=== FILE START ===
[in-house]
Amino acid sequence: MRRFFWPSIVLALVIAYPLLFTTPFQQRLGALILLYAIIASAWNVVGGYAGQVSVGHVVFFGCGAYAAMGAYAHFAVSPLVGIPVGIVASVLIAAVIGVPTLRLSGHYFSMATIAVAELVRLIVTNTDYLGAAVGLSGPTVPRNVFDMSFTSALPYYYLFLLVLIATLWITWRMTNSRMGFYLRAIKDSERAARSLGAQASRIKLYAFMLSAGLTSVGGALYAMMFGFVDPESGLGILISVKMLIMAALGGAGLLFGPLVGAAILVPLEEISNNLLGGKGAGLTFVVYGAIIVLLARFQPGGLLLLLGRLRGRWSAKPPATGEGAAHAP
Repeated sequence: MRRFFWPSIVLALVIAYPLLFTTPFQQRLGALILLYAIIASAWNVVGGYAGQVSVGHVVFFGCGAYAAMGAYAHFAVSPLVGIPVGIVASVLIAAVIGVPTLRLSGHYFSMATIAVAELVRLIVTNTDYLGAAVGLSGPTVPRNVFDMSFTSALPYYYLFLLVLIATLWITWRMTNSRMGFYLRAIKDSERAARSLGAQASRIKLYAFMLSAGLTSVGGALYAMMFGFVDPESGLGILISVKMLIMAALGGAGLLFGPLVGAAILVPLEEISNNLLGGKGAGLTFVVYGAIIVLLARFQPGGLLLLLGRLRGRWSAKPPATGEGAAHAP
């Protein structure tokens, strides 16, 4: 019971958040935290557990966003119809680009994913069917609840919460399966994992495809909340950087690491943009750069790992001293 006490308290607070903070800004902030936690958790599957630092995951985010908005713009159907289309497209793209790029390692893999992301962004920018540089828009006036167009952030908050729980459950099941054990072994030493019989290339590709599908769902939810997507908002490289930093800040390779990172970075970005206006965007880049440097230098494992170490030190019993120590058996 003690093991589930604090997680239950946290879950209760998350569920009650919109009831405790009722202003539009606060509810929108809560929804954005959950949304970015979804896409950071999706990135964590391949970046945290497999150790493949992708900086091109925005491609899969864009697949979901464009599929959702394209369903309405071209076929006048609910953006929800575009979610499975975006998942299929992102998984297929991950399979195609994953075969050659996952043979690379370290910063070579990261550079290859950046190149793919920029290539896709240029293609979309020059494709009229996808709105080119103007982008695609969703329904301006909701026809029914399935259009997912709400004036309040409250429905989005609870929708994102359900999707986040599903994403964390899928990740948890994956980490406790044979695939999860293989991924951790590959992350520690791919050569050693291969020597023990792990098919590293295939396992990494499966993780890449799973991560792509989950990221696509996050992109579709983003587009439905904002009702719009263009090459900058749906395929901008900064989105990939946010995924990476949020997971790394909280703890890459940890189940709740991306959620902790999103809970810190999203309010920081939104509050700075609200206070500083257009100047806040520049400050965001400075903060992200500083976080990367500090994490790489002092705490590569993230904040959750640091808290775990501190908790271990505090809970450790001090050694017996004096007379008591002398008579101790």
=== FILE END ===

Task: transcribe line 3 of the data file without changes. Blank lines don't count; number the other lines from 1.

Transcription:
Repeated sequence: MRRFFWPSIVLALVIAYPLLFTTPFQQRLGALILLYAIIASAWNVVGGYAGQVSVGHVVFFGCGAYAAMGAYAHFAVSPLVGIPVGIVASVLIAAVIGVPTLRLSGHYFSMATIAVAELVRLIVTNTDYLGAAVGLSGPTVPRNVFDMSFTSALPYYYLFLLVLIATLWITWRMTNSRMGFYLRAIKDSERAARSLGAQASRIKLYAFMLSAGLTSVGGALYAMMFGFVDPESGLGILISVKMLIMAALGGAGLLFGPLVGAAILVPLEEISNNLLGGKGAGLTFVVYGAIIVLLARFQPGGLLLLLGRLRGRWSAKPPATGEGAAHAP